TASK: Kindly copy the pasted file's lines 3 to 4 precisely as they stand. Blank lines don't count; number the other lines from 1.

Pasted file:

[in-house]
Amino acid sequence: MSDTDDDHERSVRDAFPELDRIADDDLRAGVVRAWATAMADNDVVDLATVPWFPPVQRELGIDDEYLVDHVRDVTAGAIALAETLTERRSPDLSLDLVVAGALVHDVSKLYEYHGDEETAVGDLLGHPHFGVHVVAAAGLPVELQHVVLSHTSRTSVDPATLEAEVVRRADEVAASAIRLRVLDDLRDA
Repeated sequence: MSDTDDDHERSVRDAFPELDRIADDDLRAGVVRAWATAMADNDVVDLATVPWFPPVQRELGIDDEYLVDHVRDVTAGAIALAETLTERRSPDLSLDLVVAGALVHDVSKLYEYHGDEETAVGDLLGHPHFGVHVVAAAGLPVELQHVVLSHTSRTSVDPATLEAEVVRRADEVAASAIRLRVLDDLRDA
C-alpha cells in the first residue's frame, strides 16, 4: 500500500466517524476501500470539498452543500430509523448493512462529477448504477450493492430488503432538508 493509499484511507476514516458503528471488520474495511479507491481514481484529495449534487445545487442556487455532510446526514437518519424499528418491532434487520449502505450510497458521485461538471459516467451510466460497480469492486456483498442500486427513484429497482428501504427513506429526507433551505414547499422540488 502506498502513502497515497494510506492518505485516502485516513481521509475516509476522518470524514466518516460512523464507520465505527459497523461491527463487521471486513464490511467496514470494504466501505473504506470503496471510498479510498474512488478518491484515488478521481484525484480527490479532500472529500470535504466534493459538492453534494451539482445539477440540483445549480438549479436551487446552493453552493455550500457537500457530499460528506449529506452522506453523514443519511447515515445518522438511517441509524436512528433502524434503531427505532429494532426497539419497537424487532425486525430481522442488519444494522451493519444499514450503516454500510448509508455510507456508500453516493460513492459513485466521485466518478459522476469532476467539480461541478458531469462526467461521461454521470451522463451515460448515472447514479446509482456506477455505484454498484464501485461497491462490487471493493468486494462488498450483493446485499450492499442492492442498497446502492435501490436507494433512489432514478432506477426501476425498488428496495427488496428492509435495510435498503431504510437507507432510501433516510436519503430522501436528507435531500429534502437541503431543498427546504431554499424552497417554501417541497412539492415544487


Repeated sequence: MSDTDDDHERSVRDAFPELDRIADDDLRAGVVRAWATAMADNDVVDLATVPWFPPVQRELGIDDEYLVDHVRDVTAGAIALAETLTERRSPDLSLDLVVAGALVHDVSKLYEYHGDEETAVGDLLGHPHFGVHVVAAAGLPVELQHVVLSHTSRTSVDPATLEAEVVRRADEVAASAIRLRVLDDLRDA
C-alpha cells in the first residue's frame, strides 16, 4: 500500500466517524476501500470539498452543500430509523448493512462529477448504477450493492430488503432538508 493509499484511507476514516458503528471488520474495511479507491481514481484529495449534487445545487442556487455532510446526514437518519424499528418491532434487520449502505450510497458521485461538471459516467451510466460497480469492486456483498442500486427513484429497482428501504427513506429526507433551505414547499422540488 502506498502513502497515497494510506492518505485516502485516513481521509475516509476522518470524514466518516460512523464507520465505527459497523461491527463487521471486513464490511467496514470494504466501505473504506470503496471510498479510498474512488478518491484515488478521481484525484480527490479532500472529500470535504466534493459538492453534494451539482445539477440540483445549480438549479436551487446552493453552493455550500457537500457530499460528506449529506452522506453523514443519511447515515445518522438511517441509524436512528433502524434503531427505532429494532426497539419497537424487532425486525430481522442488519444494522451493519444499514450503516454500510448509508455510507456508500453516493460513492459513485466521485466518478459522476469532476467539480461541478458531469462526467461521461454521470451522463451515460448515472447514479446509482456506477455505484454498484464501485461497491462490487471493493468486494462488498450483493446485499450492499442492492442498497446502492435501490436507494433512489432514478432506477426501476425498488428496495427488496428492509435495510435498503431504510437507507432510501433516510436519503430522501436528507435531500429534502437541503431543498427546504431554499424552497417554501417541497412539492415544487